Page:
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In 2019, the University’s security awareness training was completely transformed with the introduction of a new training module.

Charlie Mewshaw records podcast
Charlie Mewshaw records Data@Rest podcast

Since then, the Information Security Office within ITS has made significant progress in expanding the program to groups across campus. So far, all members of the IT Executive Council (ITEC) have been enrolled plus the School of Medicine, the College of Arts and Sciences and ITS, which was first used as a platform to test the initiative.

At the beginning of this effort, University compliance was 4%, but compliance has now grown to 51%, even as some campus groups wait to enroll. Additionally, by pacing the strategic rollout, the Information Security Office has been able to lessen any impact on the Service Desk.

Partnering with ITS Enterprise Applications also was key for the Information Security Office’s successful transition to the new training module. Enterprise Applications staffers enabled supervisors to view training completions and passing scores within ConnectCarolina.

Communication is key

Dennis Schmidt, Assistant Vice Chancellor and Chief Information Security Officer, has worked with Security Operations and Incident Handling team lead Charlie Mewshaw to communicate directly with University IT leaders about the security awareness training. This has helped encourage compliance. Explaining the trainings to the IT leaders has given them time to relay the importance of the program to their respective departments, which helps ensure that messages requesting completion of the training module are taken seriously.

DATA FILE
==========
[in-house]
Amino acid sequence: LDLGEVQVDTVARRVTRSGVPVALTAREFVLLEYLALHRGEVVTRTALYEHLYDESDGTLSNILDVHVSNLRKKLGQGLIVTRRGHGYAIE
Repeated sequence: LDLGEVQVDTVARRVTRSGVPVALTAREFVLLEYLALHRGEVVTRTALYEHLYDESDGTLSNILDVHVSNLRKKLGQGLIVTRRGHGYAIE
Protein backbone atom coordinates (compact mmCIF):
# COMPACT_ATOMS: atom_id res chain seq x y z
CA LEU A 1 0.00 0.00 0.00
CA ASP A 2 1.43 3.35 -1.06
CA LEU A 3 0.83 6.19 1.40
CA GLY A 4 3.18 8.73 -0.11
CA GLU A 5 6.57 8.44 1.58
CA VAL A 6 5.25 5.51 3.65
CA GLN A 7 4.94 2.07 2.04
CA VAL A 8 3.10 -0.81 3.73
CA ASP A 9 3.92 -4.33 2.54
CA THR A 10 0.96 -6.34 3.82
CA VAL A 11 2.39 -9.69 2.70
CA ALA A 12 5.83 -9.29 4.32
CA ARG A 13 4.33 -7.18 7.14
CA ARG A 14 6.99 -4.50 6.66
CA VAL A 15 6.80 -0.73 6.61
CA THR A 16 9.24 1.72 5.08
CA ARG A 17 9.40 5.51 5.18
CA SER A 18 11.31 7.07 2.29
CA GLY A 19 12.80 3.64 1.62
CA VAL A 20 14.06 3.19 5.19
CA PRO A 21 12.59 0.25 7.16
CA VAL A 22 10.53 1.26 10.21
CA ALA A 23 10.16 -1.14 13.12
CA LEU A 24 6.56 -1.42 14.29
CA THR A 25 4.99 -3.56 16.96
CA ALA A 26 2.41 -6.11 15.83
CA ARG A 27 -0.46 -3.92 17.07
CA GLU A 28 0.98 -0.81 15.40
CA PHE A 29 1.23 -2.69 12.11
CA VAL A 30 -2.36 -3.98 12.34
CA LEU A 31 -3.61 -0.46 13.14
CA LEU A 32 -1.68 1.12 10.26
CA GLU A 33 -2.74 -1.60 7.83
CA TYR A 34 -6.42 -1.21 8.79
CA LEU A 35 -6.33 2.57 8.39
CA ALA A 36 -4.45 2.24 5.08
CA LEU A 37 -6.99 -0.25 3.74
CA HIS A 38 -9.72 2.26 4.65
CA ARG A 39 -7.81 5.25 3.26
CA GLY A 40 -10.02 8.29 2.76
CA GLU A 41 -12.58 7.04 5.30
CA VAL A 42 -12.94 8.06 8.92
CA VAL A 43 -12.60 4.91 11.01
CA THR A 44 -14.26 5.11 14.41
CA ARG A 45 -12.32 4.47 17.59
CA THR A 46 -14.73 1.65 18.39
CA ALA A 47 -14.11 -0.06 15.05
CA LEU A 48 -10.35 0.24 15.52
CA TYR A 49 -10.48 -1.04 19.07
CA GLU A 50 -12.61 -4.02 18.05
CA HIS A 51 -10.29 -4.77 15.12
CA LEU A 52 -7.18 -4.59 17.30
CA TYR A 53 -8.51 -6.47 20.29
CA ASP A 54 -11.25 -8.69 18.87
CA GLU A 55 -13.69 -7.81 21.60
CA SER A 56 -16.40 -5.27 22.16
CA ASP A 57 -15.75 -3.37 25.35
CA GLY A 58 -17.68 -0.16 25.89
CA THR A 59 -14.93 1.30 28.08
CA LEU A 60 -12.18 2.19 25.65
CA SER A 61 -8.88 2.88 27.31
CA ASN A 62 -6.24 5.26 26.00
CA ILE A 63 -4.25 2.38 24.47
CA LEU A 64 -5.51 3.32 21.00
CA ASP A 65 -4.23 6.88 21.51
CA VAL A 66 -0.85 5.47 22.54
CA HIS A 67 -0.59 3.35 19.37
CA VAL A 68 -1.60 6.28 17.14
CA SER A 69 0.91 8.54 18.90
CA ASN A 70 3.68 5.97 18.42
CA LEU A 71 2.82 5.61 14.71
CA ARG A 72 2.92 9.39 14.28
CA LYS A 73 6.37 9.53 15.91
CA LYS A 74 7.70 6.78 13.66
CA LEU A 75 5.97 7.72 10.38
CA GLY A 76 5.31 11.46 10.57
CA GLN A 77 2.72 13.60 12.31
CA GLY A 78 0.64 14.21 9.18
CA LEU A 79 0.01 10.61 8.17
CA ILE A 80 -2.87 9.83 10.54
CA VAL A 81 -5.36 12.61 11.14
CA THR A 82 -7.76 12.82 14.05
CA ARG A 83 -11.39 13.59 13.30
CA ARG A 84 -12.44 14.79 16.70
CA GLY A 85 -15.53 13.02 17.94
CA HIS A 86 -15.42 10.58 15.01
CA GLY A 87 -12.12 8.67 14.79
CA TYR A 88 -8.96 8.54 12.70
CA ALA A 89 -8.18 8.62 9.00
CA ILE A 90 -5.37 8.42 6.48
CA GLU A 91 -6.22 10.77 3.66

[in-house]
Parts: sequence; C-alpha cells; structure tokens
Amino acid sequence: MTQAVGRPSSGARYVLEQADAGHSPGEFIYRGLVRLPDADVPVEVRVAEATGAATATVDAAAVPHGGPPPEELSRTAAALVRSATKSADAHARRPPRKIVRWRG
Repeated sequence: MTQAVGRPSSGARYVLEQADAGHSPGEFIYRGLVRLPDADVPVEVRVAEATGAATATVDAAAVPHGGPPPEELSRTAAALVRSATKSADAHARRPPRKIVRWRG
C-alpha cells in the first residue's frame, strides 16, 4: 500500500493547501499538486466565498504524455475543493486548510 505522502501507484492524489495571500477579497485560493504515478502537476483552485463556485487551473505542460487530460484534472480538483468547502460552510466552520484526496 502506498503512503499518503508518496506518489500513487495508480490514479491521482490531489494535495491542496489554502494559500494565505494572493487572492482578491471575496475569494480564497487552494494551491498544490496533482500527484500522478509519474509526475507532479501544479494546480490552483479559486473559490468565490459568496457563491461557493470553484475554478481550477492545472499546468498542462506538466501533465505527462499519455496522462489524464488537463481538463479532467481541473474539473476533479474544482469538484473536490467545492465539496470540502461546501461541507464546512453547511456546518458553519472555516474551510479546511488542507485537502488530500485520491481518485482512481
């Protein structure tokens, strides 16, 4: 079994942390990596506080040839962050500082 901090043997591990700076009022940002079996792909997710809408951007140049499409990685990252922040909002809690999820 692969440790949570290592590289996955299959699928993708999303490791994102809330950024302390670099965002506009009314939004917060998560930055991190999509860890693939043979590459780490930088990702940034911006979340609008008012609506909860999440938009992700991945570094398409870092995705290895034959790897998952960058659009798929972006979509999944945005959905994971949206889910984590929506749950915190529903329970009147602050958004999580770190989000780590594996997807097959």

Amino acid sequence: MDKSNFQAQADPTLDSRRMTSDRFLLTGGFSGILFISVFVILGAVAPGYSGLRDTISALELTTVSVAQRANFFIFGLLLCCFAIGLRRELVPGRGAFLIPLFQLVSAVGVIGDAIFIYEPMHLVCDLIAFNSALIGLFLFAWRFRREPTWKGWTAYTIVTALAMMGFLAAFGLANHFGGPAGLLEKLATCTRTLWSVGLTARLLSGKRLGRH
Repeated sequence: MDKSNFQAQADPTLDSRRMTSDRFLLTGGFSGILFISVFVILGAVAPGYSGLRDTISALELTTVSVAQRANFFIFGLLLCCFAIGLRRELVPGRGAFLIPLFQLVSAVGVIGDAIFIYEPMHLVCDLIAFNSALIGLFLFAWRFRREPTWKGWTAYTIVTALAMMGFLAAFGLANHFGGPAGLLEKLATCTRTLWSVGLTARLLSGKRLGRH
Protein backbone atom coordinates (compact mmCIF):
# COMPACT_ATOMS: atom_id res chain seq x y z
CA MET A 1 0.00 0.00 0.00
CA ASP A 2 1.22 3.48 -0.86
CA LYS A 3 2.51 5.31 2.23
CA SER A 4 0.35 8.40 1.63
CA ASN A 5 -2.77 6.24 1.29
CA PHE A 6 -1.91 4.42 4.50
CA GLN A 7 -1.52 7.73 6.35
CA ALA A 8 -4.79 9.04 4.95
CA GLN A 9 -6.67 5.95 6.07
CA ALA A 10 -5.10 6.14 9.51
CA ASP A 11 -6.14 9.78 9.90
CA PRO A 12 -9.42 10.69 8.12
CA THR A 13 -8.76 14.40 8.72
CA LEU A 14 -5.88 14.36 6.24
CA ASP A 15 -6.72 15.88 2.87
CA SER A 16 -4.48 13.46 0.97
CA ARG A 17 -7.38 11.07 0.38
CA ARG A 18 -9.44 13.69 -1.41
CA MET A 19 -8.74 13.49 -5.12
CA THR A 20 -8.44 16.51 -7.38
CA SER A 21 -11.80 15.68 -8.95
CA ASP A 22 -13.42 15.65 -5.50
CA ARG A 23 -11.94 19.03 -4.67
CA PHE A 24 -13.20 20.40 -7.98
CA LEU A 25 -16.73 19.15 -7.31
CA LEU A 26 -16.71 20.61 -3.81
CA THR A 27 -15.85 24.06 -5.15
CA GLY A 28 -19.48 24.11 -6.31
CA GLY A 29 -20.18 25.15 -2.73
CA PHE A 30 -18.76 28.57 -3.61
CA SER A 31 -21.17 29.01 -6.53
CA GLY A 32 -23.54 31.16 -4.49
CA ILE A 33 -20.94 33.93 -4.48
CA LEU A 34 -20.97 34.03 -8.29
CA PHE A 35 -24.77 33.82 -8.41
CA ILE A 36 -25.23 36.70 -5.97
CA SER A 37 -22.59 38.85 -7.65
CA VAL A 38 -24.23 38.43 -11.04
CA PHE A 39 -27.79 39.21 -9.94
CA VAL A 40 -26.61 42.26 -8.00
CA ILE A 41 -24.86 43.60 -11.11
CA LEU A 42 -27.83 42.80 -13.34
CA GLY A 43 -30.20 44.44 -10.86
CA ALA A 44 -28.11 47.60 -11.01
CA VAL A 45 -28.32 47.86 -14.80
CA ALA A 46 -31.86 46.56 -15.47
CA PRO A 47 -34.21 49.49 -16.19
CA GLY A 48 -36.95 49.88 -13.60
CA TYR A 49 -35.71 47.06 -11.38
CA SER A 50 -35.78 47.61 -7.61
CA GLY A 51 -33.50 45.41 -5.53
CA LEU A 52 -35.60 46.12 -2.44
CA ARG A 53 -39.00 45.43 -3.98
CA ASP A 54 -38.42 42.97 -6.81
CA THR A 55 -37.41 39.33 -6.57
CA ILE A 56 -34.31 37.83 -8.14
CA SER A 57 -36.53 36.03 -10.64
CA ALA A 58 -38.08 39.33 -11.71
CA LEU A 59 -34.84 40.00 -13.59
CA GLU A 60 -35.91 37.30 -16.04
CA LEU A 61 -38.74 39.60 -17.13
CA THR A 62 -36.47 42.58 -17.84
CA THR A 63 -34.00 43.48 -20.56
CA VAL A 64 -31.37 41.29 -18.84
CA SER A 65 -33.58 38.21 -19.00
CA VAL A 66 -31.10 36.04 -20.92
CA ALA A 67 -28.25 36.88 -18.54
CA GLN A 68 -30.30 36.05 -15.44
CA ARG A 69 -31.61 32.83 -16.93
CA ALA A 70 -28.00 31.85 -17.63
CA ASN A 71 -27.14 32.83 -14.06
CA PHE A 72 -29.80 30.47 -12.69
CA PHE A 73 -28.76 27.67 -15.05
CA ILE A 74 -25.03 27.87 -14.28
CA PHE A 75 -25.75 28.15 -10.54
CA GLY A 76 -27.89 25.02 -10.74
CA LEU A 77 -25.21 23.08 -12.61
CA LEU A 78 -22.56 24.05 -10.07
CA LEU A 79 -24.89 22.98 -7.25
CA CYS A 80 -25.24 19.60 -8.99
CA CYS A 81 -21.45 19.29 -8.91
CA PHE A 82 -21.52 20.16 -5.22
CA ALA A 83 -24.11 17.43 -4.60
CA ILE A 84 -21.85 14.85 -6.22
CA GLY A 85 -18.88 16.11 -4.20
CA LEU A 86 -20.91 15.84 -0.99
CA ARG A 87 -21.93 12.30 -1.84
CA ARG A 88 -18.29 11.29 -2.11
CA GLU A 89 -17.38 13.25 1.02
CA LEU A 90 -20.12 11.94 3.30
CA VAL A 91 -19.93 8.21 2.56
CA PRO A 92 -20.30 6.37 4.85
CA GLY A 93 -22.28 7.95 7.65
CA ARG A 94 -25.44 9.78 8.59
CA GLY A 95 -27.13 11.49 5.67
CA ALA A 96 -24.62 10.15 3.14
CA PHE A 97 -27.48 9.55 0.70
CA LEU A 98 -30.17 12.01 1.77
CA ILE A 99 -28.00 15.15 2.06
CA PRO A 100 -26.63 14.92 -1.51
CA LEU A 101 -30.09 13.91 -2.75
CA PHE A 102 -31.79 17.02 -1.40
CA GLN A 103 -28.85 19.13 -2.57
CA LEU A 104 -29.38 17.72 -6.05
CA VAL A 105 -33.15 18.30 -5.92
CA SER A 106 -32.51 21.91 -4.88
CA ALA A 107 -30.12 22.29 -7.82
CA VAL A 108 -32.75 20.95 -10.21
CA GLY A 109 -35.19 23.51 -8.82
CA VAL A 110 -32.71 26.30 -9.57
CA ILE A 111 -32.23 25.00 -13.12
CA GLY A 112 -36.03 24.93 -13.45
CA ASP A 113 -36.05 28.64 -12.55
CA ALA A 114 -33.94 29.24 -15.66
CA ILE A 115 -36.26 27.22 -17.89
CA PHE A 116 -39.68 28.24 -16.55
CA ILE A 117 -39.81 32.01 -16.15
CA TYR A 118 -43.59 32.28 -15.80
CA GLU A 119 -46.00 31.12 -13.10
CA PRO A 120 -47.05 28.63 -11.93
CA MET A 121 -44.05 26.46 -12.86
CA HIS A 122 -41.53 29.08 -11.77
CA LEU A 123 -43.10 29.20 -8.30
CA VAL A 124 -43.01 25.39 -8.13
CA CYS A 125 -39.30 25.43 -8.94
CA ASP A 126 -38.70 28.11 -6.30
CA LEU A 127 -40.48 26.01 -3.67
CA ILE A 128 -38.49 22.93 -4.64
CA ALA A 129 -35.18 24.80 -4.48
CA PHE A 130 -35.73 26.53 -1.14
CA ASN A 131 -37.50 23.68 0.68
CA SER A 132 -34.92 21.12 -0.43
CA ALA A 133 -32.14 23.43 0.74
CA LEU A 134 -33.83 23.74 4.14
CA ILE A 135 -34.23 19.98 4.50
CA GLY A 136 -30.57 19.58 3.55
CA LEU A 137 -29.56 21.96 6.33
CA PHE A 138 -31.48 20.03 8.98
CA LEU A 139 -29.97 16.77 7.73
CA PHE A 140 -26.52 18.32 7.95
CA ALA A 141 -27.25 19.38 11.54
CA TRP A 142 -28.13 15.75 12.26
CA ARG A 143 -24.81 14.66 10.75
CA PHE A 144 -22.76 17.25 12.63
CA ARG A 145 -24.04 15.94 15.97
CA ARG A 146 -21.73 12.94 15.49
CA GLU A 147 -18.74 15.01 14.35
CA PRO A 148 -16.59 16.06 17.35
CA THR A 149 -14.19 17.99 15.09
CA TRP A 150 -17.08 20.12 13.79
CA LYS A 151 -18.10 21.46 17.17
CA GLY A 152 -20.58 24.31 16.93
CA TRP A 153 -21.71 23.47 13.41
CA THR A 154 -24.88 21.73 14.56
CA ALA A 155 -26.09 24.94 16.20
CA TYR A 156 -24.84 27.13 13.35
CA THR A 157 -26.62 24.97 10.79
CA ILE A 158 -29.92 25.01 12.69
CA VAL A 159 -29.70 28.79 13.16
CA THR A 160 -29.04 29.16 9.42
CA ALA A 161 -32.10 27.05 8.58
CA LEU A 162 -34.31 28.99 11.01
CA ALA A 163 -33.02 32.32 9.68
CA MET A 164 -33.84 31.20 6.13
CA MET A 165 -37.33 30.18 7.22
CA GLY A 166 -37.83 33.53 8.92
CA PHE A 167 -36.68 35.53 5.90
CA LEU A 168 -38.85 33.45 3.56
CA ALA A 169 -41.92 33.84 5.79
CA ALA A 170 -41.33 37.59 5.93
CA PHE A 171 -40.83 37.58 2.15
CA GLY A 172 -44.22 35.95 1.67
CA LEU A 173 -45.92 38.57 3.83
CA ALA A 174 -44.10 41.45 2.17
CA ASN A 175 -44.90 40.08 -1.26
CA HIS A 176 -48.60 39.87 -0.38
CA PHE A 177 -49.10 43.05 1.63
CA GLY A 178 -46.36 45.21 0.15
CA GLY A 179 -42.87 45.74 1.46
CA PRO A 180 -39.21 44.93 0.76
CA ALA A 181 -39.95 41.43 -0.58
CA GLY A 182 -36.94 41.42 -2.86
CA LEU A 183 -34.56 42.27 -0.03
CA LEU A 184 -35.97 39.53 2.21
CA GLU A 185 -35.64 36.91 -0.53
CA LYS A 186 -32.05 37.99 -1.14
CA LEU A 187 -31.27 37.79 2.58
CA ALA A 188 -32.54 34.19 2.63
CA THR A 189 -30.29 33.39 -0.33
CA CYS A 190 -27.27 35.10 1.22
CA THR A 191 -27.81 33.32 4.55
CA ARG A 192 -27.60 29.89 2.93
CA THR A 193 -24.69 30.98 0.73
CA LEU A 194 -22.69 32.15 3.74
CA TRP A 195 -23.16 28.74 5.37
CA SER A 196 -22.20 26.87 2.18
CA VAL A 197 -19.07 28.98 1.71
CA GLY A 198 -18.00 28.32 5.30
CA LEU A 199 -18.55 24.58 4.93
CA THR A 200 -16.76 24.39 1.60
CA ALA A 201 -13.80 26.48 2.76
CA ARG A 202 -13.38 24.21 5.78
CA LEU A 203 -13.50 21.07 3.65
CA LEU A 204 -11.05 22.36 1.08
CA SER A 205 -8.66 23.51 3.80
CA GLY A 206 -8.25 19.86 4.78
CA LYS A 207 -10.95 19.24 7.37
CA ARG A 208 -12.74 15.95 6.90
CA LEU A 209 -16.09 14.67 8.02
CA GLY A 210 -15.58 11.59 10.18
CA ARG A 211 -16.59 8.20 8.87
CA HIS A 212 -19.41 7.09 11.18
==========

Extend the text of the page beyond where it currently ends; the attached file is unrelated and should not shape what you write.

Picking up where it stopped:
Using multiple channels works

Although the training module has been a core piece of this transition, the Information Security Office utilizes other outreach channels to communicate security awareness has been essential in improving University-wide compliance.

Dennis Schmidt
Dennis Schmidt

The Data@Rest podcast series, hosted by Mewshaw and Network Security Team Lead Michael Williams, has been one popular platform for this effort. Mewshaw and Schmidt also host phishing presentations for campus departments and provide real-life examples. Phishing is currently one of the biggest user threats.

Information Security’s SecurityCon and other in-person campus events have been well-received, and groups often request repeat sessions to stay updated. Campus groups have also assisted with sharing information through events and social media. (Of course, this was prior to COVID-19.)

By providing many types of interesting and educational options, Information Security hopes to connect on this topic with a variety of people with diverse learning styles.

Continuing to adapt

Information Security will continue to focus on this rollout and changes to security awareness training.

“We do plan on making it an annual cycle, where we revisit and make changes, once this is established,” Mewshaw said.

For now, the Information Security Office will continue to help individuals understand the information and address any complications. With the goals of increasing awareness of risky situations and helping people understand preventative actions, the team is focused on communicating information and resources.

The security awareness training, Schmidt said, has been a positive community initiative to protect the privacy of personal and University data. “It’s also so more people start to see Security as partners and friends,” he said.

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